John Sinclair, Flint ‘poet/pot activist,’ dead at 82

In honor of Flint-born marijuana activist, poet, and music producer John Sinclair’s passing, we’re republishing one of our favorite stories on the incredibly storied man: ‘Poet/pot activist John Sinclair comes briefly home, still paying dues in ‘Trumpville,” by Jan Worth-Nelson — originally published on April 3, 2017.

Sinclair died of congestive heart failure on Tuesday, April 2, 2024, in Detroit, Mich. He was 82.


Of course, the reading at Totem Books was scheduled to start at 4:20, cannabis lovers’ cocktail hour, but traffic out of Detroit on a rainy Thursday held him up. The crowd, many in ponchos, chunky jewelry,  braids, flannel shirts and gray beards, looked like they could have been at Woodstock — that is, like me, they were of a certain age. The mellow group hanging out at the counter, sipping lattes and hot chocolates and, it sounded like, remembering the old days — didn’t seem to mind that John Sinclair, Flint-born pot celebrity of so many years ago, was running late.

Sinclair sips an espresso at Totem Books (Photo by Jan Worth-Nelson)

But when he did finally arrive, slipping quickly into the men’s room before his reading, the crowd recognized him at once and flooded him with cheers and applause.  The fondness of the old hippies — and a few youngsters, sporting their own look of pierced lips and multi-colored tattoos  — for their icon of 60s pot activism and all that it brought with it — warmed the room.

For my generation, what Sinclair experienced and what he stood for remains strongly etched in memory. In 1969, after delivering two joints — barely enough marijuana to fit in a tablespoon — to an undercover cop, he was sentenced to ten years in prison. He was 28.

The severity of his sentence sent shock waves through the Boomer generation and drew high-profile attention.  Most dramatically, John Lennon wrote a song for him and performed it at a huge concert, dubbed “The John Sinclair Freedom Rally” at Crisler Arena in Ann Arbor in December 1971 as Sinclair listened, glued to a radio in his cell.  Three days later, after two and a half years, he was freed after the Michigan State Supreme Court ruled the state’s marijuana laws unconstitutional.

Now Sinclair is 75, an old man with a still-strong raspy blues voice. His body has changed and he’s been through a lot. But his youthful past is still formidably present, and marijuana — a daily pleasure, a lifetime devotion, that embattled plant inextricably bound up in politics and culture — remains a central, even dominating, feature of his life.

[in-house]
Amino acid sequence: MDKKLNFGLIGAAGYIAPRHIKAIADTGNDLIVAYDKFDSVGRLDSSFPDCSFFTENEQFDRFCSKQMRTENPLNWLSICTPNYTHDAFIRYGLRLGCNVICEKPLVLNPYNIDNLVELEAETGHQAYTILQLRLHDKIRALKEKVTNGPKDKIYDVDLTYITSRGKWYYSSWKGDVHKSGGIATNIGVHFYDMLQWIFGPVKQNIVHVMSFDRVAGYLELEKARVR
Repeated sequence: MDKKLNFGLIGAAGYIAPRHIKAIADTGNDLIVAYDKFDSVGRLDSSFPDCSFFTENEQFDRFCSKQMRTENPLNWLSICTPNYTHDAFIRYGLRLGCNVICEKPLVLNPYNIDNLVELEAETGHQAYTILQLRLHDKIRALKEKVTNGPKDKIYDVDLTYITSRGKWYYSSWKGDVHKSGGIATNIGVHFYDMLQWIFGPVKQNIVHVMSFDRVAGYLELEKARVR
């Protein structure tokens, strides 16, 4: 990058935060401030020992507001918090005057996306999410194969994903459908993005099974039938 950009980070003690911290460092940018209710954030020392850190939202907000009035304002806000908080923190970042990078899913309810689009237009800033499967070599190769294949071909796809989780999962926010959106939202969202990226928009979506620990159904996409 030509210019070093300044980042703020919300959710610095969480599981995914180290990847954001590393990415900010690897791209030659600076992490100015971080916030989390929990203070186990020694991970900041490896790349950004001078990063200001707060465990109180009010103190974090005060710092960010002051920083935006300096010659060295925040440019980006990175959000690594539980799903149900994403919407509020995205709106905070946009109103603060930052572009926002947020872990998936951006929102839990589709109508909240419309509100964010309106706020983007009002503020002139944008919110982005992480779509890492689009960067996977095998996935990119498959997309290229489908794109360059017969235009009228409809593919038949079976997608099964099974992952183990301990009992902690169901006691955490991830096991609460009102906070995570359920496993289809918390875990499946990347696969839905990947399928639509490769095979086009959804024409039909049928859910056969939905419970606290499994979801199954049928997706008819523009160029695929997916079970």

“All my life I’ve paid/&  paid,” Sinclair says. (Photo by Jan Worth-Nelson)

There is, of course, more to Sinclair’s life than that. He was born in Flint but grew up in Davison. His father came in to Flint to work at Buick every day, and Sinclair recalls begging his dad to stop at two North End records stores  (Ernie’s Record Rack #1 on Leith Street and Ernie’s Record Rack #2 on St. John St. — both owned by colorful local DJ Ernie Durham, nicknamed “The Frantic One” ) to invest Sinclair’s two dollar weekly allowance on Howlin’ Wolf,  the Clovers, Young Jesse, B.B. King, Muddy Waters, T-Bone Walker and many more.

In his early twenties, he lived in Flint, taking classes at UM–Flint, then called Flint Junior College.  He briefly shared an apartment with UM–Flint professor Bill Redhead above a pizza joint at Davison Road and Dort Highway across from what was then the Night Owl Coney Island.

But at 24, he took off for Detroit. (In his 1978 essay “I Just Wanna Testify,” he writes, “I came to Detroit in 1964 for the same reason young men have always abandoned the boondocks for the big city:  that’s where the action was, and I was desperate to be in the middle of it.”)

Before the arrest and notorious imprisonment, he was manager of the incendiary rock band the MC-5. He founded the Detroit Artists Workshop and spent much of the 60s doing underground journalism, and organizing free concerts, rallies and radical benefits. Close colleague of Abbie Hoffman, Jerry Rubin and the Yippies, he was founder of the White Panther party — later renamed the Rainbow Peoples Party — who preached revolution and whose founding documents focused on “total assault on the culture.”